Another key application of CTMFD based alpha spectroscopy is for Pu isotopes monitoring.  Since the alpha energies of Pu are higher than that of Np, the quantity of Pu in the NPEX product stream can be determined.  Plutonium would also be detectable in the UREX and CCD-PEG products if it were present therein, unexpectedly.  Some experimentation has also been done to measure the ratio of Pu-238 to Pu-239.  Detection of mixtures of Pu-238:Pu-239 in ratios of 1:1, 2:1, and 3:1 have been successfully conducted.

Active Detection of Fissionable/Fissile Material

In many scenarios, it may be desirable to monitor the location of fissionable/fissile materials in a reprocessing facility without removing samples.  Active interrogation offers non-destructive assay if the interrogating radiation can be discriminated.  The ATMFD's energy discrimination capabilities allow for lower energy particles from an active interrogation source to be ignored while detecting higher energy fission neutrons if fissionable material is present.  Simulations have been conducted using the Monte Carlo nuclear particle transport code MCNP-PoliMi to predict the utility of the ATMFD in active detection of fissionable material in a reprocessing facility.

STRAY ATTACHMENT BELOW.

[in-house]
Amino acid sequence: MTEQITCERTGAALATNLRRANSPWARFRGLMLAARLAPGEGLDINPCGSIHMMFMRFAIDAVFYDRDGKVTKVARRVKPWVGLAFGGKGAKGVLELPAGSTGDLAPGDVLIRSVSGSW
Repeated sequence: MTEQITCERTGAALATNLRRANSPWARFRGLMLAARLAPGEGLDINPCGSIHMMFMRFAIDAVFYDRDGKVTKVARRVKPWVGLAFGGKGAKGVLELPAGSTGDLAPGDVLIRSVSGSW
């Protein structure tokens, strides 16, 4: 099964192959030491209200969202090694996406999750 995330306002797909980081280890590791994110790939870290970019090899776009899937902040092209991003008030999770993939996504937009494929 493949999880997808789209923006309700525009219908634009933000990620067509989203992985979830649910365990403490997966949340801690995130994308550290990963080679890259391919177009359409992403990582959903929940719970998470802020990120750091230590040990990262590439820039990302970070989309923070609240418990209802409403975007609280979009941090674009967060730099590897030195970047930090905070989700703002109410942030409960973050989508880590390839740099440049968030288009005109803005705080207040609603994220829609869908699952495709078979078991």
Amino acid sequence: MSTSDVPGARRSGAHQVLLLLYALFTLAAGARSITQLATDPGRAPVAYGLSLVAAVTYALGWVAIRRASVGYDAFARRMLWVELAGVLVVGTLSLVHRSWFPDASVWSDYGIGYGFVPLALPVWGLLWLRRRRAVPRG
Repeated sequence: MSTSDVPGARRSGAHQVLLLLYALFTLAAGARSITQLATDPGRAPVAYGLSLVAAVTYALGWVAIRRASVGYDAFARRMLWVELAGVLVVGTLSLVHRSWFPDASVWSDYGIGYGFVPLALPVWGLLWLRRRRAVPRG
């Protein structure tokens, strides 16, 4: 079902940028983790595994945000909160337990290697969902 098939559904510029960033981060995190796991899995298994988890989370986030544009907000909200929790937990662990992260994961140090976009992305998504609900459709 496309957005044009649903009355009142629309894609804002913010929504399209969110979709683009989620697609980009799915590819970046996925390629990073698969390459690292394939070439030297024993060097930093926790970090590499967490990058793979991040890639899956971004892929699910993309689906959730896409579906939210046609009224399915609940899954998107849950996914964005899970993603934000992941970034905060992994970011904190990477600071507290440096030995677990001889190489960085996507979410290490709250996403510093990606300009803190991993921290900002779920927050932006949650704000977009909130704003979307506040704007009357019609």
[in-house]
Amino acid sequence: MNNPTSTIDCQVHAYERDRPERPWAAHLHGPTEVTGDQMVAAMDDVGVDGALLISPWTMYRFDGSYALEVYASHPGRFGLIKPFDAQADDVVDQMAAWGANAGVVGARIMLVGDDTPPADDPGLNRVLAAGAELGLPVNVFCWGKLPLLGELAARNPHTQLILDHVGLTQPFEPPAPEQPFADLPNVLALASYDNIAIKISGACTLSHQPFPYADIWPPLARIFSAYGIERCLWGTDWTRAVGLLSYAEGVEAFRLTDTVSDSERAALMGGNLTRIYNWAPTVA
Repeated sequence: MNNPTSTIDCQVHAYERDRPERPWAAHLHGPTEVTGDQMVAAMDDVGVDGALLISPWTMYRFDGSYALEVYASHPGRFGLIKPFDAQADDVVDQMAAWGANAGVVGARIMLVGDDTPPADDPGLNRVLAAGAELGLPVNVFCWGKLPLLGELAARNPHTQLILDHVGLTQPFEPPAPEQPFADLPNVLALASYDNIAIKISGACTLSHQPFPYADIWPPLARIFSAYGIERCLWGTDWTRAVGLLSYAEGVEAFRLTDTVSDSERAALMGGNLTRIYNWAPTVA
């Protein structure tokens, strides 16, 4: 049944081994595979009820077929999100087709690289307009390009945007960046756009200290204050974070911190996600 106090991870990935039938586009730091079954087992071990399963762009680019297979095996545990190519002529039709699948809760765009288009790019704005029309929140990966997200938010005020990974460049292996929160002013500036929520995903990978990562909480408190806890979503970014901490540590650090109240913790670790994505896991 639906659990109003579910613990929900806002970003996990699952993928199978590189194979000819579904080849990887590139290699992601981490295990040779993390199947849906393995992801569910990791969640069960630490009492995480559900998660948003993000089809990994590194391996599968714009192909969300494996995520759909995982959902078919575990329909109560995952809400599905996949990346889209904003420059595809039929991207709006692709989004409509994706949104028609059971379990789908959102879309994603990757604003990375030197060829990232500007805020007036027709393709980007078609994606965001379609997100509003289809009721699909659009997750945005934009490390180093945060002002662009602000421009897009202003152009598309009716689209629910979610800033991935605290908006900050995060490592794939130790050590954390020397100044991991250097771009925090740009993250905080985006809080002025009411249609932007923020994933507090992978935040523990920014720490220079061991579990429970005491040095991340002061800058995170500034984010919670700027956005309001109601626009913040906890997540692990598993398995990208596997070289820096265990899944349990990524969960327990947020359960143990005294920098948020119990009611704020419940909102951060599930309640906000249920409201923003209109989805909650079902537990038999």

The ATMFD has been modeled in MCNP-PoliMi along with a representative 5cm diameter pipe filed with the UREX feed liquid from a PWR with 3% enriched fuel with 33GW-day/MTU burnup [6]. The scenario was modeled as one of many example applications of this technique.  Two active interrogation sources were considered.  The first was a 2.45 MeV D-D fusion neutron source and the other a 60 keV neutron source [7].  For active interrogation to work, the ATMFD must be set to avoid detection of the source particles.  This is accomplished by lowering the acoustic drive power so that the detector is not sensitive to the source neutrons. 

The simulations offer insight that using a modest intensity interrogating neutron source of, ~ 108 neutrons per second, that fissionable material in a reprocessing facility should be detectable [6].  For example, if the interrogating neutron source is a D-D accelerator emitting 2.45 MeV neutrons, the TMFD will be sensitive only to fission-induced neutrons above 2.45 MeV.  The same scenario utilizing a 60 keV source would allow for detection of only fissile (vs fissionable) material which could then be used to monitor the movement of potential weapons grade SNMs with specificity, while ignoring many of the other actinides which may not be of interest.        

Directional Neutron Monitoring